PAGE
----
Sagittulae, Random Verses eBook

This eBook from the Gutenberg Project consists of approximately 105 pages of information about Sagittulae, Random Verses.


  My friends, I believe we shall none of us quarrel
  If I try from this story to draw out a moral;
  Tom Smith, I am told, has now taken the pledge;
  Let us hope he will keep the right side of the hedge.

  But because men like Tom find it hard to refrain,
  It’s hard that we temperate folk should abstain;
  Tea and coffee no doubt are most excellent cheer
  But a hard-working man likes his one glass of Beer.

  What with ’chining [2] and hoeing and ploughing and drill,
  A glass of good beer will not make a man ill;
  But one glass, like poison, you never must touch—­
  It’s the glass which is commonly called one too much!

[1] Muddle.

[2] Machining, i.e. threshing by machinery.



  Two twins were once born in a Bedfordshire home;
  Such events in the best managed households may come;
  Tho’, as Tomkins remarked in a voice rather gruff,
  “One child at a time for poor folks is enough.”

  But it couldn’t be helped, so his wife did her best;
  The children were always respectably drest;
  Went early to school; were put early to bed;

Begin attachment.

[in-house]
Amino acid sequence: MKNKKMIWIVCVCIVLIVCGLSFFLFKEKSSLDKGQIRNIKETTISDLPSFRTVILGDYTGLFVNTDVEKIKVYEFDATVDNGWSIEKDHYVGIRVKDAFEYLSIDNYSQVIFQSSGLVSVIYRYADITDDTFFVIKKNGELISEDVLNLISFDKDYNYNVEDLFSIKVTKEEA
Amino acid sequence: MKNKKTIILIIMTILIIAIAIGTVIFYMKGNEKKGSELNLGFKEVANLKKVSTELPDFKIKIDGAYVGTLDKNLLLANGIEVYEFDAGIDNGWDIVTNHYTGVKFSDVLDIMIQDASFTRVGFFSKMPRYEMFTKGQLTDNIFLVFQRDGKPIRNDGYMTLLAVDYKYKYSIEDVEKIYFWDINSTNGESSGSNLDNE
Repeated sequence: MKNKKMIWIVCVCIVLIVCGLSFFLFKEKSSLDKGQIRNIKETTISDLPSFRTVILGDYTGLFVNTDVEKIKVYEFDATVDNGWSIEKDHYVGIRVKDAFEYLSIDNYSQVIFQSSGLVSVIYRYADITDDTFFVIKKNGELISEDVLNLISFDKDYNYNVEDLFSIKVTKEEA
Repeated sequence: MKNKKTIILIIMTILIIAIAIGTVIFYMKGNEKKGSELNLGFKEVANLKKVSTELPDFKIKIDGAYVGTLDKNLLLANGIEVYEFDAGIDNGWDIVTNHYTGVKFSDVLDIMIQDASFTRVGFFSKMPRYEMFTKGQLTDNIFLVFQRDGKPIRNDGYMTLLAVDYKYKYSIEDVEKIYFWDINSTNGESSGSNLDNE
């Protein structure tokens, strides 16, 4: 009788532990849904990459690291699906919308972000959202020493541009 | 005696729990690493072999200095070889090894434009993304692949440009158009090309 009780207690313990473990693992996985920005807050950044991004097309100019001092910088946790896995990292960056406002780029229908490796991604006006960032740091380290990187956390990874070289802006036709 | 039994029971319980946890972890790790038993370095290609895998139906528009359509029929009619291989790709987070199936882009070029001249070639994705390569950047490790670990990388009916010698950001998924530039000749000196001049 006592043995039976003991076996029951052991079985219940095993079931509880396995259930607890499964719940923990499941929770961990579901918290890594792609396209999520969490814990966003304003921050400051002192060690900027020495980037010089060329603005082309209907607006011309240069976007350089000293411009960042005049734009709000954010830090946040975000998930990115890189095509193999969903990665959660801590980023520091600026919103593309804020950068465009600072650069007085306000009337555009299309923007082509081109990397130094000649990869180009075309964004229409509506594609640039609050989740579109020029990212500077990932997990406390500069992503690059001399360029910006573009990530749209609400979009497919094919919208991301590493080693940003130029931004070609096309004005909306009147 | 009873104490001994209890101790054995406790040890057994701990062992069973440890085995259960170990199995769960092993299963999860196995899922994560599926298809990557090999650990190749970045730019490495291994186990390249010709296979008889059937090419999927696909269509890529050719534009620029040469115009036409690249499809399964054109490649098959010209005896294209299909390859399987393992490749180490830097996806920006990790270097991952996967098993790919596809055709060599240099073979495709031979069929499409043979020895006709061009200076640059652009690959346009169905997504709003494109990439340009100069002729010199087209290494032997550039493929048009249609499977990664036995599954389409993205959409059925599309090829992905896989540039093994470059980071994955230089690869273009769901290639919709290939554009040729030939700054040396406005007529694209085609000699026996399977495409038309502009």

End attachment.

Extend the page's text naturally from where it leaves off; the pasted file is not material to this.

And had plenty of taters and bacon and bread.

  Now we all should suppose that the two, being twins,
  Resembled each other as much as two pins: 
  But no—­they as little resembled each other
  As the man in the moon is “a man and a brother.”

  Fred’s eyes were dark brown, and his hair was jet black;
  He was supple in body, and straight in the back,
  Learnt his lessons without any trouble at all;
  And was lively, intelligent, comely, and tall.

  But Willy was thick-set; and freckled and fair;
  Had eyes of light blue, and short curly red hair;
  And, as I should like you the whole truth to know,
  The schoolmaster thought him “decidedly slow.”

  But the Parson, who often came into the school,
  Had discovered that Willy was far from a fool,
  And that tho’ he was not very quick in his pace,
  In the end “slow and steady” would win in the race.

  Years passed—­Fred grew idle and peevish and queer;
  Took to skittles, bad language, tobacco, and beer: 
  Grew tired of his work, when it scarce was begun;
  Was Jack of all trades and the master of none.

  He began as a labourer, then was a clerk;
  Drove a hansom in London by way of a “lark;”
  Enlisted, deserted, and finally fled
  Abroad, and was thought by his friends to be dead.

  But Willy meanwhile was content with his lot;
  He was slow, but he always was found on the spot;
  He wasted no money on skittles and ale,
  But put by his pence, when he could, without fail.

  To the Penny Bank weekly his savings he took,
  And soon had a pretty round sum in his book: 
  No miser was he, but he thought it sound sense
  In the days of his youth to put by a few pence.

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Sagittulae, Random Verses from Project Gutenberg. Public domain.
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